Moss campion (Silene acaulis), part of the pinks family, is a cushion plant. It is an evergreen perennial which is common in the high arctic on sand crevices and tundra. It develops a long taproot which anchors the plant and helps it extract water and nutrients from deep in the ground. The leaves and branches form a compact cushion and the flowers are a showy magenta. Larger cushions indicate older plants. Some have been dated to more than three hundred years of age.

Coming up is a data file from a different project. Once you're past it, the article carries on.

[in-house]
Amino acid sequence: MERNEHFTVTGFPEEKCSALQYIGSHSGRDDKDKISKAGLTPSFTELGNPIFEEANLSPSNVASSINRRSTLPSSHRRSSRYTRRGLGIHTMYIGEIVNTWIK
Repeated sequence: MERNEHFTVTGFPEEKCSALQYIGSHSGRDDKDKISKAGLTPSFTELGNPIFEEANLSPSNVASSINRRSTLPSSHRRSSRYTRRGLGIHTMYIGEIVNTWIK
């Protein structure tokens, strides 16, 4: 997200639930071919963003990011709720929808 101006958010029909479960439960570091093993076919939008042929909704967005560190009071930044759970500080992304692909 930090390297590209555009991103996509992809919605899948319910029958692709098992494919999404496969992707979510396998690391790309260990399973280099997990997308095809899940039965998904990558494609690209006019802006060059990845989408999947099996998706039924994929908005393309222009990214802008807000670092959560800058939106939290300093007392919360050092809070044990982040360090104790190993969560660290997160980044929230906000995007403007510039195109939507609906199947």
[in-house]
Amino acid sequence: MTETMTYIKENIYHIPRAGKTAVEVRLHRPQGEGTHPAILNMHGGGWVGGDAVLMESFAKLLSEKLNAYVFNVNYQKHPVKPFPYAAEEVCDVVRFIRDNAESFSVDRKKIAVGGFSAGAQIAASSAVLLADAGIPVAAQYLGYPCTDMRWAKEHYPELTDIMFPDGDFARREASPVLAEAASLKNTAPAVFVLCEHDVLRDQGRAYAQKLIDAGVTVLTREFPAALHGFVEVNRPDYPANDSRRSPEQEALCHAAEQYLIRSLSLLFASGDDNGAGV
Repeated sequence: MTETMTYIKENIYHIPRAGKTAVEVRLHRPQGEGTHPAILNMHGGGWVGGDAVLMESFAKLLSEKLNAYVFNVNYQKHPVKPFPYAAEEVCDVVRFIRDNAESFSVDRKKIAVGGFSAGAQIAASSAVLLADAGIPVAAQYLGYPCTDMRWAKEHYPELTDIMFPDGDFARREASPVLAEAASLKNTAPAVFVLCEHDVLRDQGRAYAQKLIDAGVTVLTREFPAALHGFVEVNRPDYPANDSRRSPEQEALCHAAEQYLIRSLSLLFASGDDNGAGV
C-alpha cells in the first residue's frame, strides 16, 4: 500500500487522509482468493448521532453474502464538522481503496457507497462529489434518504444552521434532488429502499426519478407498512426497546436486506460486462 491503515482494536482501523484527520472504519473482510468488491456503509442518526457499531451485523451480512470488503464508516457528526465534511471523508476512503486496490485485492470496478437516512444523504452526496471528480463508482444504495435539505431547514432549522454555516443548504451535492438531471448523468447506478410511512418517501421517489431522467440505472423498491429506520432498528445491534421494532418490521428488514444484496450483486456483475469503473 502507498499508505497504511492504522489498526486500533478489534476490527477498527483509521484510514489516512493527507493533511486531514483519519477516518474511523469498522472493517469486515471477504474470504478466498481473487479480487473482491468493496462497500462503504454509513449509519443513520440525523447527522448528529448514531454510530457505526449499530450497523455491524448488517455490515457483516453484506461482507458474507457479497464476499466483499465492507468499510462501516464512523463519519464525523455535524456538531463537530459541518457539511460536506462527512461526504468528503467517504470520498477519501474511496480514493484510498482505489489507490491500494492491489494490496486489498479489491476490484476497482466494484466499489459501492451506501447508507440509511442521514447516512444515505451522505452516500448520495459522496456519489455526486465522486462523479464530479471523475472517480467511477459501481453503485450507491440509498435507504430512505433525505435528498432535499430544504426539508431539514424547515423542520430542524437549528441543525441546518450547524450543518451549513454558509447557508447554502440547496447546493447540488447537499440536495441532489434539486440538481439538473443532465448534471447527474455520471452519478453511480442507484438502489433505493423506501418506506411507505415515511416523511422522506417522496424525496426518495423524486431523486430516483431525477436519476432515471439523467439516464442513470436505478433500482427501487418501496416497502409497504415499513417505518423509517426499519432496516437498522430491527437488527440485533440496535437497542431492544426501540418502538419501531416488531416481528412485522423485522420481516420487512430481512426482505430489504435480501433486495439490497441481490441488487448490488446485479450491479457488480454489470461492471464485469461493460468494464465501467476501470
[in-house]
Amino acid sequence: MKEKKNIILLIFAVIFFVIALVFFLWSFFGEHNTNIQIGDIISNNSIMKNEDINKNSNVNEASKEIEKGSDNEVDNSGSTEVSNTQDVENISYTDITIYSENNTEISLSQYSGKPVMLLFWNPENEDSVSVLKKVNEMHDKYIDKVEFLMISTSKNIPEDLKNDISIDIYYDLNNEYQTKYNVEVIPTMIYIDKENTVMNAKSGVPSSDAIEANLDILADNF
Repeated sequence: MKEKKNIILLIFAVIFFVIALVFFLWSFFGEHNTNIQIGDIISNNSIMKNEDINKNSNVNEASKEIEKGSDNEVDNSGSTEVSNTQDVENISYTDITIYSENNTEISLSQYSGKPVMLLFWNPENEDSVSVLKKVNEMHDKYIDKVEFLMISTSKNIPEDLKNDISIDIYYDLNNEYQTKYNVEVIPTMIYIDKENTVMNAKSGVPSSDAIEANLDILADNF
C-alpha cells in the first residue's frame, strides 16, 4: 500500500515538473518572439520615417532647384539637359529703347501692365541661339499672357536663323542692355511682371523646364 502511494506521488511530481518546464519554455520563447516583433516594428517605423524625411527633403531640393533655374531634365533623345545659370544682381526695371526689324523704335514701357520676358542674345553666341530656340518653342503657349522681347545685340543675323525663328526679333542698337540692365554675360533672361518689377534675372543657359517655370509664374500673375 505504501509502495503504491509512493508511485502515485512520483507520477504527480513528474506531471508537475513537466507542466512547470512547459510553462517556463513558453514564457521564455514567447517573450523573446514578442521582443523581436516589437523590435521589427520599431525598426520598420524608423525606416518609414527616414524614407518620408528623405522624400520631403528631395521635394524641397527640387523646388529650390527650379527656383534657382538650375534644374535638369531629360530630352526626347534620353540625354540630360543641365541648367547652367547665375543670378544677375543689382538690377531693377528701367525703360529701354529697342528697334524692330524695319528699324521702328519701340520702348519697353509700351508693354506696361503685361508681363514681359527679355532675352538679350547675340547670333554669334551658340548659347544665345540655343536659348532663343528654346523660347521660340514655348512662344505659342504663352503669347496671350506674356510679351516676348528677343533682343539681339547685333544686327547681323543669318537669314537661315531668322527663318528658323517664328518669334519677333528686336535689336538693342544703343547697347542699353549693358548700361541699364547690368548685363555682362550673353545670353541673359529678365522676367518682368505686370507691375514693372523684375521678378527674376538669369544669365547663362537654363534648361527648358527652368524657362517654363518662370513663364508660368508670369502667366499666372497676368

Moss campion is a remarkable arctic survivor withstanding both cold and drying wind. The abrasion of snow and sand driven by gale force winds can cause much more damage to a plant than just the cold alone. The dead and withered leaves of moss campion do not drop off but accumulate making the plant more like a cushion. The dead leaves shelter the living leaves from snow abrasion in the winter and from drying out in the summer. In the summer the leaves absorb the sun's warmth and trap the warmed air so that the temperature in the cushion is several degrees higher than that of the surrounding outside air. The dead leaves also provide nutrients to the cushion.
On the tundra it is like an old friend that always shows up.